Breast lift and mastopexy address sagging (the medical term is ptosis) of the breasts, which is a common problem. The basic principles of mastopexy amd breast lift are derived from the causes of breast sagging. In his 1931 book “Deformities and Cosmetic Operations of the Female Breast” – the first and for a long time arguably the finest textbook/atlas of cosmetic breast surgery – the Austrian surgeon Hermann Biesenberger very clearly described why breasts sag and what breast lift and mastopexy as operative procedures have to do to create a more uplifted and youthful breast. In youth, a connective tissue “suspensory apparatus” holds the breasts in an uplifted, youthful position. It may be best thought of as a lacy, three dimensional network. Weakness of the connective tissues and thus the “suspensory apparatus” results in sagging. Gravity, age, weight of the breasts, hormonal influences and a shift in the ratio of fatty to breast tissue (youthful breast are generally firm and contain less fat and more breast tissue) in combination or isolation eventually overwhelm the “suspensory apparatus”. This simple, clear and mechanistic explanation allows operative procedures for mastopexy and breast lift to be designed to solve the problems of the sagging breasts.
For a long time classification systems focused on the position of the nipple areola complex, but it is really the position of the breast volume in relation to the inframammary fold and the position of the nipple areola complex in relation to the most projecting part of the breast volume which together give a classification system meaningful enough to design operative strategies for mastopexy and breast lift.
In our plastic surgery practice in Mississippi, USA, we follow the paradigm that structure is beauty. Structure has to be created first. The skin is a secondary phenomenon. We just drape it over the newly created structure. Thus foremost during mastopexy and breast lift we strive to create a conical, youthful breast mound above the inframammary fold. Excess weight if present has to be taken off by small reductions at the lower and outer aspect and the remaining breast tissue has to be shifted into a more uplifted position and shaped into an ideal, youthful conical contour. The nipple areola complex needs then to be moved to the most projecting part of the ideal breast. Lastly, the redundant skin has to be reduced with minimal scarring. Longterm maintenance of results of mastopexy and breast lifting by means of skin reduction alone is not possible. Internal scars resulting from shaping maneuvers and breast tissue rearrangements together with long lasting sutures reinforce the “suspensory apparatus”.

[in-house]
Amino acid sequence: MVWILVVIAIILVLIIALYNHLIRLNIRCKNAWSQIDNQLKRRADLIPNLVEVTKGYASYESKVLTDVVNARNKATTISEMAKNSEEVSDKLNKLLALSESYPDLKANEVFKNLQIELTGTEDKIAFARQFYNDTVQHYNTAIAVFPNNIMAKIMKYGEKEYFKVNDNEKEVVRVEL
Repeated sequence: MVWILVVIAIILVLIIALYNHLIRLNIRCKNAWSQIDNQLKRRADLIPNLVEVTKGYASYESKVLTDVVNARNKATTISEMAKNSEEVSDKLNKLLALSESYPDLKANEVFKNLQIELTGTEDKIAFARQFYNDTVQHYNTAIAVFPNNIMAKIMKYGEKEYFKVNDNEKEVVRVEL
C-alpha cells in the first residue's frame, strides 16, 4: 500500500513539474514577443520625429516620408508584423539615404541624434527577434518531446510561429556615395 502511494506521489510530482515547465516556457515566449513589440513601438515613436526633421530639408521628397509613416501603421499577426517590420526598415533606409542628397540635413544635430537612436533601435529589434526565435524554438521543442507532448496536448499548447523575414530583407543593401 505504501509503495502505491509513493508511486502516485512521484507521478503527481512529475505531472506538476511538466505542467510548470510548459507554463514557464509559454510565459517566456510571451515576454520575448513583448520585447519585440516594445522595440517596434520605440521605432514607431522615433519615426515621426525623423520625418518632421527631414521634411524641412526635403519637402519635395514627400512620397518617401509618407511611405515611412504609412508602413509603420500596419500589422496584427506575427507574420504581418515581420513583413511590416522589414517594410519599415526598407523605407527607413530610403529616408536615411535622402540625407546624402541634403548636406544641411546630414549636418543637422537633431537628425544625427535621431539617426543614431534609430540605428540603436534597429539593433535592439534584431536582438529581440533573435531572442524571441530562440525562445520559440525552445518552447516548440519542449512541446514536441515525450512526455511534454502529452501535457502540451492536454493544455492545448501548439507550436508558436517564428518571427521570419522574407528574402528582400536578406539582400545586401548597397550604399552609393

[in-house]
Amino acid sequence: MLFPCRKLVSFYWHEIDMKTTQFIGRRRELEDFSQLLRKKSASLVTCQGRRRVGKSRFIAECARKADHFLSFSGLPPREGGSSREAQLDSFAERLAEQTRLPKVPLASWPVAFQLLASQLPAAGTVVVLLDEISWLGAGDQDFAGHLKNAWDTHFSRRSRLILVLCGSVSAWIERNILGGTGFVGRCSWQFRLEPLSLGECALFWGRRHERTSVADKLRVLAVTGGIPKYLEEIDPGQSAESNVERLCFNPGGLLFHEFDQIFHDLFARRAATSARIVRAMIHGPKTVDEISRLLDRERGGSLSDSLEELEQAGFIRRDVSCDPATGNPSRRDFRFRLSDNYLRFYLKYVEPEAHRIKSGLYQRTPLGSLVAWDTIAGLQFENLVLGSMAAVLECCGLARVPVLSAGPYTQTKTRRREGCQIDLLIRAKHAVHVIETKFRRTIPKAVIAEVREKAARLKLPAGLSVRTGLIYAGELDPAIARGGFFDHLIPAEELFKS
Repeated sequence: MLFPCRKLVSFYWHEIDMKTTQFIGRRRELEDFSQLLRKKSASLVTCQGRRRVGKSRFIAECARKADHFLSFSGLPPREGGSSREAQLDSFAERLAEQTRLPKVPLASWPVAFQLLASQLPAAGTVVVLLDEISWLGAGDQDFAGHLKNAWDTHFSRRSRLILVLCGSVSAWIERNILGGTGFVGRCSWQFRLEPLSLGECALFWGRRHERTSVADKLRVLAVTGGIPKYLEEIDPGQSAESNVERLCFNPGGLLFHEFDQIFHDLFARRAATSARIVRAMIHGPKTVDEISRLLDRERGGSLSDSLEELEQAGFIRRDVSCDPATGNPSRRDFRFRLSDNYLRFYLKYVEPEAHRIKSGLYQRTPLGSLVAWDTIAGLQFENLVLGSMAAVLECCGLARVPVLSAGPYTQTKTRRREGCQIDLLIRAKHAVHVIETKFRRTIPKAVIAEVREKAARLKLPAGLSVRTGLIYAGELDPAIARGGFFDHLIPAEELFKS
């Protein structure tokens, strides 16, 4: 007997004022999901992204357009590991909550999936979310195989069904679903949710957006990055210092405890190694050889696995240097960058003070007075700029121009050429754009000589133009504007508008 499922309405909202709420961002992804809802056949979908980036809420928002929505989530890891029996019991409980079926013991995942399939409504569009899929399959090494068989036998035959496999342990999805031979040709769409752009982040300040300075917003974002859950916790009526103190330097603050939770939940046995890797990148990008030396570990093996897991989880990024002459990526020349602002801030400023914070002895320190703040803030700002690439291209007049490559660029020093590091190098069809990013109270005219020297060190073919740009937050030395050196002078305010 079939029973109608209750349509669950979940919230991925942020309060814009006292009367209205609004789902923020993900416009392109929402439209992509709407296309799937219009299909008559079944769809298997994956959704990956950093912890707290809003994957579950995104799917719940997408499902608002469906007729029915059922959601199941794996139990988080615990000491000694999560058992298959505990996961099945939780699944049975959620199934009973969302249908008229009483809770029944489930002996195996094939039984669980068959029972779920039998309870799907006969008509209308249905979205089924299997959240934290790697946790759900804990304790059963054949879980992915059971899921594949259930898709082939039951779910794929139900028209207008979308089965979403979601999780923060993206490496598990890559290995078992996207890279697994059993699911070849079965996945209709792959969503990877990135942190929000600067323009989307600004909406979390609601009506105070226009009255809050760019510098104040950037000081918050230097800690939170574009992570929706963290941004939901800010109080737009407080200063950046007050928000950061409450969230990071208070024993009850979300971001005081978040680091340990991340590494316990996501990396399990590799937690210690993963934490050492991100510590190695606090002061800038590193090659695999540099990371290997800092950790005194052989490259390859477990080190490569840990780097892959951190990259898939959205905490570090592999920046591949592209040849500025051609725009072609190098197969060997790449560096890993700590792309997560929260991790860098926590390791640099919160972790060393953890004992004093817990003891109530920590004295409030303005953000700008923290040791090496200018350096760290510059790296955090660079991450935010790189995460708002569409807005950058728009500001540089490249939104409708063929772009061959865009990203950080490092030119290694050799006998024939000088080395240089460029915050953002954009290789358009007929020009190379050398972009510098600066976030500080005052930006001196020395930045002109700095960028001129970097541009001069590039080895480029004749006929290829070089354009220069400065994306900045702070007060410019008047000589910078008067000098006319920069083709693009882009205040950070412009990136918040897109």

This philosophy is reflected in most contemporary breast lift and mastopexy procedures such as SPAIR (Hammond), round block (Benelli) or vertical (Lejour/Lassus) procedures.
Of note, only in the rare exception (e. g. isolated mild nipple areola complex malposition in relation to the inframammary fold) can one aspire to correct sagging breasts by placing an implant alone. As the breast volume is usually saggy in relation to the inframammry fold the implant cannot be placed correctly without adding another deformity (double bubble or excessively low fold).
Breast lifting (mastopexy) and augmentation with silicone or saline breast implants are really separate procedures and in fact work against each other with the lift trying to move the breast tissue “up and in”, the implant displacing it “down and out”. Striking a balance between these two antithetic concepts is a delicate undertaking as evidenced by the considerable number of reoperations after “augmentation mastopexy” (breast lift with simultaneous placement of a silicone or saline breast implant).
If there is some excess of breast tissue in the lower aspects of the breast we may move it to the central and upper aspects of the breast above the fold to provide more projection and upper pole fullness if desired by the patient. This “autoaugmentation” with the patient’s own tissue (autologous breast augmentation) avoids the placement of an implant.